Judge Robinson Dismisses Hatch-Waxman Litigation for Lack of Personal Jurisdiction

Judge Robinson recently granted a motion to dismiss a Hatch-Waxman case for lack of personal jurisdiction because the defendant had almost no connection to Delaware. Although Defendant currently conducts drug and business development only in Massachusetts and New York and is incorporated in Virginia, Plaintiff “point[ed] to [Defendant’s] long-standing former incorporation in the State of Delaware . . . from 2002 to 2014” in support of jurisdiction. Purdue Pharma L.P., et al. v. Collegium Pharm., Inc., C.A. No. 15-260-SLR, Memo. Op. at 7-8 (D. Del. Aug. 6, 2015). Recognizing that “the traditional grounds for exercising general jurisdiction over drug company defendants in Hatch-Waxman litigation have been narrowed” recently, Judge Robinson granted the motion to dismiss because there was no general jurisdiction: “[Defendant] is not currently incorporated in Delaware, nor is Delaware its principal place of business.” Id. at 8-9. Further, “the grounds for establishing specific jurisdiction asserted at bar are not compelling . . . . [Defendant] did not send its Paragraph IV Notice Letter to [Plaintiff] in Delaware; [Defendant] is not registered to do business in Delaware; [Plaintiff] did not prepare its NDA in Delaware. Although [Defendant] worked with a Delaware corporation to conduct clinical trials for its NDA submission, there is no indication of record that the trials themselves took place in Delaware. Likewise, although oxycodone, the API used in [Defendant’s proposed] product, is manufactured in Wilmington, Delaware . . . oxycodone is a basic API that is the subject of numerous patents and is commercially available in at least two dosage forms. Even if such a contact were held to satisfy Delaware’s long-arm statute, the court concludes that it would not pass constitutional muster.” Id. at 10.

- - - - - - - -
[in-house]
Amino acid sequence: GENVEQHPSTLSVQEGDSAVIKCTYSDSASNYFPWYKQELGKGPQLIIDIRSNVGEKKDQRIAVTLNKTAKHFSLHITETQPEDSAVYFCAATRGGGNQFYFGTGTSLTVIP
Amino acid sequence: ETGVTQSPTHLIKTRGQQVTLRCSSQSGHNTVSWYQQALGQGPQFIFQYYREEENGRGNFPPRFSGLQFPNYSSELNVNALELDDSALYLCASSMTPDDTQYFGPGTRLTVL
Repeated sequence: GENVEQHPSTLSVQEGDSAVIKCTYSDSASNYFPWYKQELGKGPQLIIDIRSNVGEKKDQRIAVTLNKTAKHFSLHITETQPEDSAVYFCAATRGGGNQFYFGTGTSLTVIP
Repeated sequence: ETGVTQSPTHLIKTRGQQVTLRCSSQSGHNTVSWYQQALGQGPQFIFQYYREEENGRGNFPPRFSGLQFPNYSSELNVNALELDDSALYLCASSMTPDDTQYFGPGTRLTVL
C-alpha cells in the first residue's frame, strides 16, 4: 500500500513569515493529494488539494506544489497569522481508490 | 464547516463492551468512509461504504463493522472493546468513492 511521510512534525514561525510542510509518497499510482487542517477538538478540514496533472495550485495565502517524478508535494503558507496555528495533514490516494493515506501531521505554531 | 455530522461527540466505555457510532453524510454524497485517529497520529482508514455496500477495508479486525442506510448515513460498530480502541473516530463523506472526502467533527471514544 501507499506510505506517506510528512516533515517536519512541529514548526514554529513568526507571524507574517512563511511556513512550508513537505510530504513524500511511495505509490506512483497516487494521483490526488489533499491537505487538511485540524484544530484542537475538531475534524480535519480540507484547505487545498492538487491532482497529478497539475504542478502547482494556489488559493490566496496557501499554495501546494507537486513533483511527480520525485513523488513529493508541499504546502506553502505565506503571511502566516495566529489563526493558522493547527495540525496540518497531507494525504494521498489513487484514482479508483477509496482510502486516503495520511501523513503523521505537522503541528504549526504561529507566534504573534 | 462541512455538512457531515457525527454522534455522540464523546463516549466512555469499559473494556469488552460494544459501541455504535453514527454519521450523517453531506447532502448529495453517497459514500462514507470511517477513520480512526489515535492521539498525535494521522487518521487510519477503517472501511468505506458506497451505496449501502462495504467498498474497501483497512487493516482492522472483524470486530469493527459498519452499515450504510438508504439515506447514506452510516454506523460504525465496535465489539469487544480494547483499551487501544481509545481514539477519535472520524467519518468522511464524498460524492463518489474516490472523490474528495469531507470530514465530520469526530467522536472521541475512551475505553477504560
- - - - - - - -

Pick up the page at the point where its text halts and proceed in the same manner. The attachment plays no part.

Having found that the Court lacked jurisdiction, Judge Robinson next had to decide between transfer to the Southern District of New York, where Defendant had consented to jurisdiction and favored transfer, and the District of Massachusetts, where Plaintiff had filed a “back-up action” and favored: “There is no doubt that jurisdiction can be exercised over [Defendant] in Massachusetts, where [Defendant] continues to be headquartered and to engage in drug and business development and investment activities. . . . [A] straightforward venue like Massachusetts is the most reasonable solution to the parties’ dispute in this regard.” Id. at 11-12.

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